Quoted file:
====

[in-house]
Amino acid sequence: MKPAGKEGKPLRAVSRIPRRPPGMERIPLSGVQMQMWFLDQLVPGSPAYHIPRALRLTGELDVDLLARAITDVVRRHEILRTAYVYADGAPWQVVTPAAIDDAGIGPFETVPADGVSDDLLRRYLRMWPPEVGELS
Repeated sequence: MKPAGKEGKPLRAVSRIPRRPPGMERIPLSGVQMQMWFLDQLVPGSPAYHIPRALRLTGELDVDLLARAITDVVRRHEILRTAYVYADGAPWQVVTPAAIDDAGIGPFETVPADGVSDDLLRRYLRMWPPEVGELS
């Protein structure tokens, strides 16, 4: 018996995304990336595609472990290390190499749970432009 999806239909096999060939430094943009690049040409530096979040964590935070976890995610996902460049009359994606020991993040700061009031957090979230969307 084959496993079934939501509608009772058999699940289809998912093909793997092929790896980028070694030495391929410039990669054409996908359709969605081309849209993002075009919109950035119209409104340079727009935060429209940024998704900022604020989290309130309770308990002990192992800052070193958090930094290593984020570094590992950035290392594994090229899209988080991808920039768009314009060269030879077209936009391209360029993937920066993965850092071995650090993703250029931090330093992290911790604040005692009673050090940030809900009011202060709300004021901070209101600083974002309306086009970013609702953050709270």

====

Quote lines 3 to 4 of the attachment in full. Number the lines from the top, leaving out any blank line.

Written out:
Repeated sequence: MKPAGKEGKPLRAVSRIPRRPPGMERIPLSGVQMQMWFLDQLVPGSPAYHIPRALRLTGELDVDLLARAITDVVRRHEILRTAYVYADGAPWQVVTPAAIDDAGIGPFETVPADGVSDDLLRRYLRMWPPEVGELS
């Protein structure tokens, strides 16, 4: 018996995304990336595609472990290390190499749970432009 999806239909096999060939430094943009690049040409530096979040964590935070976890995610996902460049009359994606020991993040700061009031957090979230969307 084959496993079934939501509608009772058999699940289809998912093909793997092929790896980028070694030495391929410039990669054409996908359709969605081309849209993002075009919109950035119209409104340079727009935060429209940024998704900022604020989290309130309770308990002990192992800052070193958090930094290593984020570094590992950035290392594994090229899209988080991808920039768009314009060269030879077209936009391209360029993937920066993965850092071995650090993703250029931090330093992290911790604040005692009673050090940030809900009011202060709300004021901070209101600083974002309306086009970013609702953050709270």